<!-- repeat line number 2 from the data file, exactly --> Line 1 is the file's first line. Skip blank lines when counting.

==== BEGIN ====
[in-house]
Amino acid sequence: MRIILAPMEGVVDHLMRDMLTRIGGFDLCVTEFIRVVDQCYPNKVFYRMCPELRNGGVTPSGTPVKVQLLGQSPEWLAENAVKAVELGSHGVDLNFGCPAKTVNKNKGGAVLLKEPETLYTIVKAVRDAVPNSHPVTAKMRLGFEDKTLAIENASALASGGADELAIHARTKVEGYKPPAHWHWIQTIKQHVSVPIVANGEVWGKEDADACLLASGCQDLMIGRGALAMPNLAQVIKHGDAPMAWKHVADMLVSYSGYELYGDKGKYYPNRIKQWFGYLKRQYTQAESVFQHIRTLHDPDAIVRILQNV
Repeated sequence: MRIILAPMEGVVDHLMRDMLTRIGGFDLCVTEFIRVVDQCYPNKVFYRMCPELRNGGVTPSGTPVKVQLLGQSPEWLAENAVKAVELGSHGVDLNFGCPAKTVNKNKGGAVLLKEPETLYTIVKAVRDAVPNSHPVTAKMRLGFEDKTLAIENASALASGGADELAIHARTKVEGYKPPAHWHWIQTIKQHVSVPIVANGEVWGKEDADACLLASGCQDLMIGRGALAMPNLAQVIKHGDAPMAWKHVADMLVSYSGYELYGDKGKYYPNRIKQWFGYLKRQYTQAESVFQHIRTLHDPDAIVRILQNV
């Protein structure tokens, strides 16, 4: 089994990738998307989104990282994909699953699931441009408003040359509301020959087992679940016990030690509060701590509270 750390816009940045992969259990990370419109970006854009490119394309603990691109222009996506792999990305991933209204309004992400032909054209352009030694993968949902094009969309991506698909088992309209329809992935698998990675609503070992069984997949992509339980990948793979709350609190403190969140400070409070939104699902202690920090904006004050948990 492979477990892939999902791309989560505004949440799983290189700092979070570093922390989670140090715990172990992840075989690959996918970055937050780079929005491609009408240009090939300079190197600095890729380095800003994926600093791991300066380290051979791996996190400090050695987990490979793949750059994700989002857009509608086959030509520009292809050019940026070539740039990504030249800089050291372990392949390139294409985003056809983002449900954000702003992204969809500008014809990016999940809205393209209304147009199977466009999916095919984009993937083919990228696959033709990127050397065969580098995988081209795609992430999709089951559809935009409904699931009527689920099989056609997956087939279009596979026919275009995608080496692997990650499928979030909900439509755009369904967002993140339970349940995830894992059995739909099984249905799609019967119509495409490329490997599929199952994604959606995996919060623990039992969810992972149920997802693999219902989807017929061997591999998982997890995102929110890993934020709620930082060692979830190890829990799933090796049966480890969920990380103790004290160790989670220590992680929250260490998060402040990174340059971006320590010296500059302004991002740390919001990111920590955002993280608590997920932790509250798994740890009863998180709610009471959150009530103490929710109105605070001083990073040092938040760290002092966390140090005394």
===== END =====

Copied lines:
Amino acid sequence: MRIILAPMEGVVDHLMRDMLTRIGGFDLCVTEFIRVVDQCYPNKVFYRMCPELRNGGVTPSGTPVKVQLLGQSPEWLAENAVKAVELGSHGVDLNFGCPAKTVNKNKGGAVLLKEPETLYTIVKAVRDAVPNSHPVTAKMRLGFEDKTLAIENASALASGGADELAIHARTKVEGYKPPAHWHWIQTIKQHVSVPIVANGEVWGKEDADACLLASGCQDLMIGRGALAMPNLAQVIKHGDAPMAWKHVADMLVSYSGYELYGDKGKYYPNRIKQWFGYLKRQYTQAESVFQHIRTLHDPDAIVRILQNV